We studied this book by doing profiles of each and every king that ruled in Israel and in Judah from the time of David through to the time these nations were taken into exile. All too often, the kings did not follow the law, did not follow the Lord, and did not keep the covenant with God. Through reading and understanding these books and the lives of the kings, we can come to understand God’s justice when it comes to the exile of Israel and Judah, and God’s mercy when we consider how many opportunities His people had to turn back to Him.

The next books to read are Ecclesiastes, Song of Songs, and Job. Altogether, these books take approximately three hours to read. On another note, please keep Michael in your prayers, as tomorrow he will be teaching the (very challenging!) book of Joel.

1 & 2 Kings

Main Idea: Overviews the history of the northern and southern tribes (Israel and Judah, respectively) and the kings that led them, showing how Israel and Judah ended up in captivity to other nations.

Reason Written: Written to show the exiles how their breaking of their covenant with the Lord (under their kings’ leadership) resulted in their exile.

1 & 2 Chronicles

Main Idea: Overviews the history of the line of David as kings of Judah, and the prophets that spoke to the kings in the hopes of bringing them back to their covenant with the Lord.

Reason Written: Shows how Judah ended up in captivity, and how under Cyrus, the Judeans were permitted to return to Jerusalem to rebuild the house of the Lord. Also shows how God tried to get the attention of His people through His prophets.

Timeless Truth (for both Kings & Chronicles): A leader is called to be humble before the Lord, putting God first, rather than becoming prideful (2 Chronicles 32:24-26).

1 & 2 Samuel

When David was born, his parents likely believed that he would live a life that wouldn’t add up to much. He was the youngest of his brothers. He cared for his father’s sheep. His admission to the royal court did not come with trumpets and fanfare, but as a musician to soothe Saul’s troubled soul. Who could have guessed that he would go on to set the standard for kings in Israel? Who could have guessed that he would go on to be anointed by Samuel as king, because God desired a “man after his own heart” to be in leadership, rather than Saul? Who could have guessed that he would be an ancestor of our Lord Jesus Christ?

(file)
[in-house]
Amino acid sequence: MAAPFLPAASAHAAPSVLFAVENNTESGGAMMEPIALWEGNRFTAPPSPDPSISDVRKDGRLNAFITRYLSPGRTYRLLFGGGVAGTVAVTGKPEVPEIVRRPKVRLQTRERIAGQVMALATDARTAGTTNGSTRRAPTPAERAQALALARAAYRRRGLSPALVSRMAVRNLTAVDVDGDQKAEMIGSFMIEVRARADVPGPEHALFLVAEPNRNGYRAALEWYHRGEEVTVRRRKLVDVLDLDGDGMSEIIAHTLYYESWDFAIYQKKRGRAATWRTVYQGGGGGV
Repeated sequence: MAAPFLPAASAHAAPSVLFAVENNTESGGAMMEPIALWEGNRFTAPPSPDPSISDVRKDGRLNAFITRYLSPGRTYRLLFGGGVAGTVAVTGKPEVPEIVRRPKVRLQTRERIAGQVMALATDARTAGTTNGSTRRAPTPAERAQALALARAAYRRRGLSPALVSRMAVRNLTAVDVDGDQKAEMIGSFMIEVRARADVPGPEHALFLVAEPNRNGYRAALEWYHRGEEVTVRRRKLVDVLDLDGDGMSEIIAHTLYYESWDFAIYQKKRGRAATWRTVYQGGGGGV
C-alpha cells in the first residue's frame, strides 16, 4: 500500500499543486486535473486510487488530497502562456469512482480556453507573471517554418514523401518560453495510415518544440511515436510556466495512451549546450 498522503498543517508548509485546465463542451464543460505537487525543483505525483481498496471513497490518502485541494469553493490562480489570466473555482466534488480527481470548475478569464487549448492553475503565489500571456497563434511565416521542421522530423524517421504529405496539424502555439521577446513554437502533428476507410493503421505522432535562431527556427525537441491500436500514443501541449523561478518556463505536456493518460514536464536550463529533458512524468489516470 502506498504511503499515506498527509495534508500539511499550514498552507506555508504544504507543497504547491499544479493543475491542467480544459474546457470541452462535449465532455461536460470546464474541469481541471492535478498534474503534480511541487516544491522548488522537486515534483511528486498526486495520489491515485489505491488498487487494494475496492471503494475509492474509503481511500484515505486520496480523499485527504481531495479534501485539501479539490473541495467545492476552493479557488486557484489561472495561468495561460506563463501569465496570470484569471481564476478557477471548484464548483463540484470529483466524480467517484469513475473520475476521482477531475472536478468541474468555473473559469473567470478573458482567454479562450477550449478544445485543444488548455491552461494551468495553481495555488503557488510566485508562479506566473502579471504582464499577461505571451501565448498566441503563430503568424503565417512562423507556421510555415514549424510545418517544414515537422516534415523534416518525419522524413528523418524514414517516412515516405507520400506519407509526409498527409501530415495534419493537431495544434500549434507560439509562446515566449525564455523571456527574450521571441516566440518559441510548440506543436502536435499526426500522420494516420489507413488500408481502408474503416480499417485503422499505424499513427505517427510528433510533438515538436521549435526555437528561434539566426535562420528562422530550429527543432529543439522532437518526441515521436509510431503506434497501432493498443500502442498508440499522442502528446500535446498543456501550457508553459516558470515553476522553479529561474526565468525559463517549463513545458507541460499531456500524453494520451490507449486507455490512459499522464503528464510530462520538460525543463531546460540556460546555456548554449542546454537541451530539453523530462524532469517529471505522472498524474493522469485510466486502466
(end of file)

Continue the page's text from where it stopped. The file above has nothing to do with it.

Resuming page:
If you don’t think you add up to much, if you don’t think you have a place or a purpose in  life, I would encourage you to look at the life of David. God plucked him out of obscurity with a specific task in mind: to lead His people. While you or I are likely not going to become the leader of a nation, appointed by God, God has a specific task for each of us. Whether it’s sharing the Gospel with the nations, encouraging believers as they grow in their faith, or whether it’s raising your children so that they know the love of God, God values you, loves you, and has a specific plan for your life. He doesn’t care about whether you are great in the eyes of the world – He knows your heart.

The next books are 1 & 2 Kings and 1 & 2 Chronicles. Together, these books take eight to nine hours to read.

1 & 2 Samuel

Main Idea: The people of God ask for a king, though God is still the Ultimate King; Saul, the people’s choice for king, meets a tragic end, while David, God’s choice for king, is blessed by the Lord as a man after God’s own heart.

Reason Written: Written to show the institution of the monarchy and to show the way in which David was God’s appointed king.

Timeless Truth: God values a person’s heart over their worldly status (1 Samuel 16:6-13).